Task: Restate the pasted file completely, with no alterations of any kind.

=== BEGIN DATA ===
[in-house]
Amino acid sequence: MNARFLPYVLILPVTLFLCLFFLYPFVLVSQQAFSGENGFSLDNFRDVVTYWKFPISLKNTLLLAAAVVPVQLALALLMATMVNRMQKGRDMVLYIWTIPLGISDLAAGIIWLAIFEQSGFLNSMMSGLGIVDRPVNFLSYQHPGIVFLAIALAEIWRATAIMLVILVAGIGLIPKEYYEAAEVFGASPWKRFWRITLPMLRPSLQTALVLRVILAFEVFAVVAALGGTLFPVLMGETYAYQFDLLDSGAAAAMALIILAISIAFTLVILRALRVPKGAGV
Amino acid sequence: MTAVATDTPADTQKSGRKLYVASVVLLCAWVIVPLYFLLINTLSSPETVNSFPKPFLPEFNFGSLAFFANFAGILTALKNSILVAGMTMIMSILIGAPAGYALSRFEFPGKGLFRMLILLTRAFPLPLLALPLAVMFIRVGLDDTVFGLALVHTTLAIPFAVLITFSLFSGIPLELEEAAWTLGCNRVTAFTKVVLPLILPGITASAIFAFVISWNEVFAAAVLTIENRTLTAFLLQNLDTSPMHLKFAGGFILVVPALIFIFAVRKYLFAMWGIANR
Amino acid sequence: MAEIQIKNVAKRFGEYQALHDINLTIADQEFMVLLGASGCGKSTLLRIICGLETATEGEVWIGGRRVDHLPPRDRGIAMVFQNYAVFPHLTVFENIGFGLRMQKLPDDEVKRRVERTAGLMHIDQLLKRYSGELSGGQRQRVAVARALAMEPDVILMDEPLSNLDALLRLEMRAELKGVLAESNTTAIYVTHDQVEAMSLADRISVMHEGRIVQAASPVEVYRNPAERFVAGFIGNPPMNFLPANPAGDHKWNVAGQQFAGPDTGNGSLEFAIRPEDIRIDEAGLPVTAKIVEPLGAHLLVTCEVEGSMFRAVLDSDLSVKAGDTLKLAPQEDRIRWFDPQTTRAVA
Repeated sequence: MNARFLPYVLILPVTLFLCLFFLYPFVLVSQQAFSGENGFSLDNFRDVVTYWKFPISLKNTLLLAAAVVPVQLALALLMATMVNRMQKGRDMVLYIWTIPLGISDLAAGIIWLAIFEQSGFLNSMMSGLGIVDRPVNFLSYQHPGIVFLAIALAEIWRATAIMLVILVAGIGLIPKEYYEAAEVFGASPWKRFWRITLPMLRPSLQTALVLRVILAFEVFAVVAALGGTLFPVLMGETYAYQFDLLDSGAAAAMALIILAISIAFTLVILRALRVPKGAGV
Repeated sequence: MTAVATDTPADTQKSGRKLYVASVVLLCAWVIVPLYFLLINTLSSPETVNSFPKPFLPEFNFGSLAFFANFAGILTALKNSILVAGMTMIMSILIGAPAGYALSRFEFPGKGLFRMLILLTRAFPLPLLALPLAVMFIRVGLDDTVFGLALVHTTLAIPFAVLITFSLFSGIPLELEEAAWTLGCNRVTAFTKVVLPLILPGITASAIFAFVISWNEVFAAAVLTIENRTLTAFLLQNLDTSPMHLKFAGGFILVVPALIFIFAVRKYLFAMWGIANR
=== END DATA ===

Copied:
[in-house]
Amino acid sequence: MNARFLPYVLILPVTLFLCLFFLYPFVLVSQQAFSGENGFSLDNFRDVVTYWKFPISLKNTLLLAAAVVPVQLALALLMATMVNRMQKGRDMVLYIWTIPLGISDLAAGIIWLAIFEQSGFLNSMMSGLGIVDRPVNFLSYQHPGIVFLAIALAEIWRATAIMLVILVAGIGLIPKEYYEAAEVFGASPWKRFWRITLPMLRPSLQTALVLRVILAFEVFAVVAALGGTLFPVLMGETYAYQFDLLDSGAAAAMALIILAISIAFTLVILRALRVPKGAGV
Amino acid sequence: MTAVATDTPADTQKSGRKLYVASVVLLCAWVIVPLYFLLINTLSSPETVNSFPKPFLPEFNFGSLAFFANFAGILTALKNSILVAGMTMIMSILIGAPAGYALSRFEFPGKGLFRMLILLTRAFPLPLLALPLAVMFIRVGLDDTVFGLALVHTTLAIPFAVLITFSLFSGIPLELEEAAWTLGCNRVTAFTKVVLPLILPGITASAIFAFVISWNEVFAAAVLTIENRTLTAFLLQNLDTSPMHLKFAGGFILVVPALIFIFAVRKYLFAMWGIANR
Amino acid sequence: MAEIQIKNVAKRFGEYQALHDINLTIADQEFMVLLGASGCGKSTLLRIICGLETATEGEVWIGGRRVDHLPPRDRGIAMVFQNYAVFPHLTVFENIGFGLRMQKLPDDEVKRRVERTAGLMHIDQLLKRYSGELSGGQRQRVAVARALAMEPDVILMDEPLSNLDALLRLEMRAELKGVLAESNTTAIYVTHDQVEAMSLADRISVMHEGRIVQAASPVEVYRNPAERFVAGFIGNPPMNFLPANPAGDHKWNVAGQQFAGPDTGNGSLEFAIRPEDIRIDEAGLPVTAKIVEPLGAHLLVTCEVEGSMFRAVLDSDLSVKAGDTLKLAPQEDRIRWFDPQTTRAVA
Repeated sequence: MNARFLPYVLILPVTLFLCLFFLYPFVLVSQQAFSGENGFSLDNFRDVVTYWKFPISLKNTLLLAAAVVPVQLALALLMATMVNRMQKGRDMVLYIWTIPLGISDLAAGIIWLAIFEQSGFLNSMMSGLGIVDRPVNFLSYQHPGIVFLAIALAEIWRATAIMLVILVAGIGLIPKEYYEAAEVFGASPWKRFWRITLPMLRPSLQTALVLRVILAFEVFAVVAALGGTLFPVLMGETYAYQFDLLDSGAAAAMALIILAISIAFTLVILRALRVPKGAGV
Repeated sequence: MTAVATDTPADTQKSGRKLYVASVVLLCAWVIVPLYFLLINTLSSPETVNSFPKPFLPEFNFGSLAFFANFAGILTALKNSILVAGMTMIMSILIGAPAGYALSRFEFPGKGLFRMLILLTRAFPLPLLALPLAVMFIRVGLDDTVFGLALVHTTLAIPFAVLITFSLFSGIPLELEEAAWTLGCNRVTAFTKVVLPLILPGITASAIFAFVISWNEVFAAAVLTIENRTLTAFLLQNLDTSPMHLKFAGGFILVVPALIFIFAVRKYLFAMWGIANR